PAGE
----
There is an essential element that should never be forgotten when talking about caricature: the reading pact between the caricature – sometimes the caricaturist – and the viewer.
Because of an image, what is it? Lines, signs, and possibly colors arranged on a support (paper, wood, canvas, glass, and sometimes stone) in order to produce meaning in the eyes and mind of the spectator. The object is nothing without an outside look.
It is therefore theoretically possible that the same document produces an infinite number of meanings – and of counter-meaning, which makes its educational use very delicate.
The Reading Pact is based on a common culture and understanding of both parties. This funny peasant who wipes his bottom with a pontifical “brief” is in the most absolute transgression, not only by what he says (rejection, mockery), but by the trivial situation portrayed here.
But it also belongs to the register of humor, because scatology, one of the favorite themes of fairground comedy, elicits immediate laughter, often even before the viewer has identified the scene or the protagonists.
The golden age of caricature
In France, undoubtedly the only country to practice and to revere as much graphic (caricature) or textual (pamphlets, satires, fables) criticism, some controversial drawings have acquired an exceptional status and it suffices to evoke them by a simple understatement – “They have spoken about it ”- to understand that the conversation refers to the famous drawing by Caran-d’Ache (real name Emmanuel Poiré) published in 1898 on the occasion of the Dreyfus affair in the daily Le Figaro.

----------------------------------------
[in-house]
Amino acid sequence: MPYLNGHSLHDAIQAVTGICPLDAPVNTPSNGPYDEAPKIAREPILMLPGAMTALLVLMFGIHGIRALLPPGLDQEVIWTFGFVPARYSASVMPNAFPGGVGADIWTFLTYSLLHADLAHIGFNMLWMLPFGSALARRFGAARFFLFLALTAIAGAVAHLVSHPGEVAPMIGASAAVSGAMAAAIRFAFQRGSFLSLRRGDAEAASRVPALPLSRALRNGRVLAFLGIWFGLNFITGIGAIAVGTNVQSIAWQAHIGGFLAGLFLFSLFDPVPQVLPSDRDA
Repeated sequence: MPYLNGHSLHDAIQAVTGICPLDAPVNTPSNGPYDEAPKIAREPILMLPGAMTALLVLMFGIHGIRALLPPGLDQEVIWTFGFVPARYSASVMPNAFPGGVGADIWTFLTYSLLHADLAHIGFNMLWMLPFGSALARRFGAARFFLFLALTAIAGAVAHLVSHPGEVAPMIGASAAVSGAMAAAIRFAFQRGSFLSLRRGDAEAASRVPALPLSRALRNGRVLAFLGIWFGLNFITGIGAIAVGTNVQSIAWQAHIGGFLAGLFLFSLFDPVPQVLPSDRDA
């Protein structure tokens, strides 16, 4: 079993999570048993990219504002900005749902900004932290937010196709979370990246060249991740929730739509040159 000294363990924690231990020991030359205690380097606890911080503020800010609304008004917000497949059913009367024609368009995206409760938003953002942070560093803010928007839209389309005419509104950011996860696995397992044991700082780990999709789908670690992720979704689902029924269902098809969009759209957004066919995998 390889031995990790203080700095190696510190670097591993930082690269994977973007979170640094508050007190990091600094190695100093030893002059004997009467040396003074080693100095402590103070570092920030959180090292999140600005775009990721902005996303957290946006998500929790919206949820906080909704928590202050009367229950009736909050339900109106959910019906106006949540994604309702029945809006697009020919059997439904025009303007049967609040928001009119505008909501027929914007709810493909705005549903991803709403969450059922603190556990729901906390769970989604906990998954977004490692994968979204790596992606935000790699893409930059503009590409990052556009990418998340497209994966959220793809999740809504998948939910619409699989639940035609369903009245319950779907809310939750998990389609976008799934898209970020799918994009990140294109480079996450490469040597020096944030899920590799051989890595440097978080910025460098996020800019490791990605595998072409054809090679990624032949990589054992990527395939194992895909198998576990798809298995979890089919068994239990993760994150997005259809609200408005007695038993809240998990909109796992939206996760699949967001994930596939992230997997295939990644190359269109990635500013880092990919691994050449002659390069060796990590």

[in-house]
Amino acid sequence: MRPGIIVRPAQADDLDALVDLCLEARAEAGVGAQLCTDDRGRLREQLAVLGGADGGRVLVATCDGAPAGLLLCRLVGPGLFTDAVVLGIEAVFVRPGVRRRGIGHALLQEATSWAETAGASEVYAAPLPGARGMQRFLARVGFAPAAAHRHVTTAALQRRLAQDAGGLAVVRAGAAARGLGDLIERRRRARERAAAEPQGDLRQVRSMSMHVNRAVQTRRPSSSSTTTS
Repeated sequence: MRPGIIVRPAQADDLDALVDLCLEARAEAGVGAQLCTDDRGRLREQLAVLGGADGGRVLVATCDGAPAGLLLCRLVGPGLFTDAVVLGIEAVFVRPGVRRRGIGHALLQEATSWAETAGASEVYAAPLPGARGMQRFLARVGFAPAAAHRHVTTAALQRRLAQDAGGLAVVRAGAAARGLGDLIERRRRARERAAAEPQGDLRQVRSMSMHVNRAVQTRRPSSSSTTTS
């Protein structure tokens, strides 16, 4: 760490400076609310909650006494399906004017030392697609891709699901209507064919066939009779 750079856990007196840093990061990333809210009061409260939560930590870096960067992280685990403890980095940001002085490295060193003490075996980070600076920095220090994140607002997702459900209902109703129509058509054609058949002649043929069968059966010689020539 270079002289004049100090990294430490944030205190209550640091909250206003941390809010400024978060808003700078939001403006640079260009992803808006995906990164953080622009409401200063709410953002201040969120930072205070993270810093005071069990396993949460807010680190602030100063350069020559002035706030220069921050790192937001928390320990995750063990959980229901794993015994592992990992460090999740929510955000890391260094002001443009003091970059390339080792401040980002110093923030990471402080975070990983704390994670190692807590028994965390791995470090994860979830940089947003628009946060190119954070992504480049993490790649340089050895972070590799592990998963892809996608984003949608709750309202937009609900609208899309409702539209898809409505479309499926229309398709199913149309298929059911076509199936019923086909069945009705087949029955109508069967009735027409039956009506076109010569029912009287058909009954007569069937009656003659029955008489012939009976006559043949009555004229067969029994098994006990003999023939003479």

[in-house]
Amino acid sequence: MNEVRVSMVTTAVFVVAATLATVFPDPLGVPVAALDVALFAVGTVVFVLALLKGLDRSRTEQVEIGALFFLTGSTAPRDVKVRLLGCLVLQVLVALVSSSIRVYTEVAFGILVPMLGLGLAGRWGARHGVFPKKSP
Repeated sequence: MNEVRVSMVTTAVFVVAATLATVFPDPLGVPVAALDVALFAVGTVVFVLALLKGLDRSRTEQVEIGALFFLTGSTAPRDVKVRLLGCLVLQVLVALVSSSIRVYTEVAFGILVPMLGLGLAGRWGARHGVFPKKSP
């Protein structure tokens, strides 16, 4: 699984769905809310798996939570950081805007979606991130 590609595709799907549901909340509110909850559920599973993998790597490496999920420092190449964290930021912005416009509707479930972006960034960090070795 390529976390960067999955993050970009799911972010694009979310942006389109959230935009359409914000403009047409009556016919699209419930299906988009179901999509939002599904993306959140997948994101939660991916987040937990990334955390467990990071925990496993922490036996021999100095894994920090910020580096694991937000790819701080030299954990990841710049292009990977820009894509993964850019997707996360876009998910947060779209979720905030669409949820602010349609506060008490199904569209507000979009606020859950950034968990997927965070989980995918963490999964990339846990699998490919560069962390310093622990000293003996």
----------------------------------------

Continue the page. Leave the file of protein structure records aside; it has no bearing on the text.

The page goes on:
Emblematic drawing of the affair, it tells of the quarrels within families. Its author was anti-Dreyfusard, but everyone could recognize this family lunch totally ruined by the discussions about “The Affair”.
A teenager fallen to the ground, a dog that runs away with a fork stuck in the butt… the atmosphere is clearly electric! The laconism of the image “A family dinner” reinforces the power of the subject since only two captions appear: “Especially, let’s not talk about it” in the upper cartridge and “They spoke” in the lower cartridge.
They are not essential for the understanding of the document but are used to easily reference it during a conversation or an evocation in writing if there is no illustration.
Caricature and satire have developed thanks to the existence of a democratic public space. The freedom of expression that characterizes it makes it possible to see the emergence of new methods of contesting the powerful, ways of thinking or mores.
We speak of the “golden age of caricature” for the years between 1830 (the foundation of La Caricature journal by Philipon ) and at the time of the Dreyfus affair, from 1890 to 1900.
Century of the triumph of the bourgeoisie, the XIX th is also the revolutions, the class struggle and peoples. The law of 1881 on the freedom of the press protects cartoonists for a long time until the moment when, after World War II, having realized the danger of ad hominem attacks, case law introduced the protection of individuals and the right to image .
The advent of the Internet is a game-changer by allowing everyone to see what is published in other skies. There is a real culture shock for this bunch of merry men who drew for Charlie Hebdo. The designer Luz explained it very well in 2006, after the Danish cartoons affair and the Charlie Hebdo fire.
The common culture which made it possible to preserve this reading pact is today in great danger. It is therefore a question of thinking about the means of refounding it, in order to preserve the rebellious spirit and the critical sense which make the richness of a democratic society, beyond the differences of origins and religious convictions of those who live there. make up.
This story was originally written in French by Annie Duprat Historian, CY Cergy Paris University for The Conversation. We The World obtained permission from the author for republishing this story in English under a Creative Commons license.